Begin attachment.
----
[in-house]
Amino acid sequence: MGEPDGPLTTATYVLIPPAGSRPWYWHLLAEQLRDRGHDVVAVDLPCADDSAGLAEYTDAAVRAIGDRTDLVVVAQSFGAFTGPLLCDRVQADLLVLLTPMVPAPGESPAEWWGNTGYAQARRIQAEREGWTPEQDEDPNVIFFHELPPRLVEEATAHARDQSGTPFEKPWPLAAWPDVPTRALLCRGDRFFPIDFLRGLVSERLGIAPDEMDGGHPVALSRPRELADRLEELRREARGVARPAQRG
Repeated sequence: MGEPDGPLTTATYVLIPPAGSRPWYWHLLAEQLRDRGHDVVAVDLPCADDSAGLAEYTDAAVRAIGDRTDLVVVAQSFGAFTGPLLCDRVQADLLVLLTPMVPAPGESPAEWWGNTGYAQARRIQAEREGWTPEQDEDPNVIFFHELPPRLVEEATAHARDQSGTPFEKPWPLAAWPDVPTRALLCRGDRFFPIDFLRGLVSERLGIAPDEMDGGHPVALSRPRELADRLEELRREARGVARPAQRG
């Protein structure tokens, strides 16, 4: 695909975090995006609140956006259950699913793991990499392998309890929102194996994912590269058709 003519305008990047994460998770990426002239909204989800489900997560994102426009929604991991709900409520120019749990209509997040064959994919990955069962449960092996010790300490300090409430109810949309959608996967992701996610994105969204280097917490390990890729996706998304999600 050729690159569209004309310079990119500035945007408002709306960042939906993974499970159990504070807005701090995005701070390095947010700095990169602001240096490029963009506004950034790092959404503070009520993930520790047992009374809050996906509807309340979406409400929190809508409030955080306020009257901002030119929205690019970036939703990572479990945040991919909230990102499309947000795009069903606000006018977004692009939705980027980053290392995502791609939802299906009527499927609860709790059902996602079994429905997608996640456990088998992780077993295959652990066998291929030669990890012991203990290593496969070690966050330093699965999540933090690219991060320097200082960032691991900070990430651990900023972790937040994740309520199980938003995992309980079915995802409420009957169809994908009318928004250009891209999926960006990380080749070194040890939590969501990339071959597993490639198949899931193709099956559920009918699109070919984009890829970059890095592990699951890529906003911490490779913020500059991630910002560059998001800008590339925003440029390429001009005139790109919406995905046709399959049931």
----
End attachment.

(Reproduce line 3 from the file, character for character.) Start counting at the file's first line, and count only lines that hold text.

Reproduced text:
Repeated sequence: MGEPDGPLTTATYVLIPPAGSRPWYWHLLAEQLRDRGHDVVAVDLPCADDSAGLAEYTDAAVRAIGDRTDLVVVAQSFGAFTGPLLCDRVQADLLVLLTPMVPAPGESPAEWWGNTGYAQARRIQAEREGWTPEQDEDPNVIFFHELPPRLVEEATAHARDQSGTPFEKPWPLAAWPDVPTRALLCRGDRFFPIDFLRGLVSERLGIAPDEMDGGHPVALSRPRELADRLEELRREARGVARPAQRG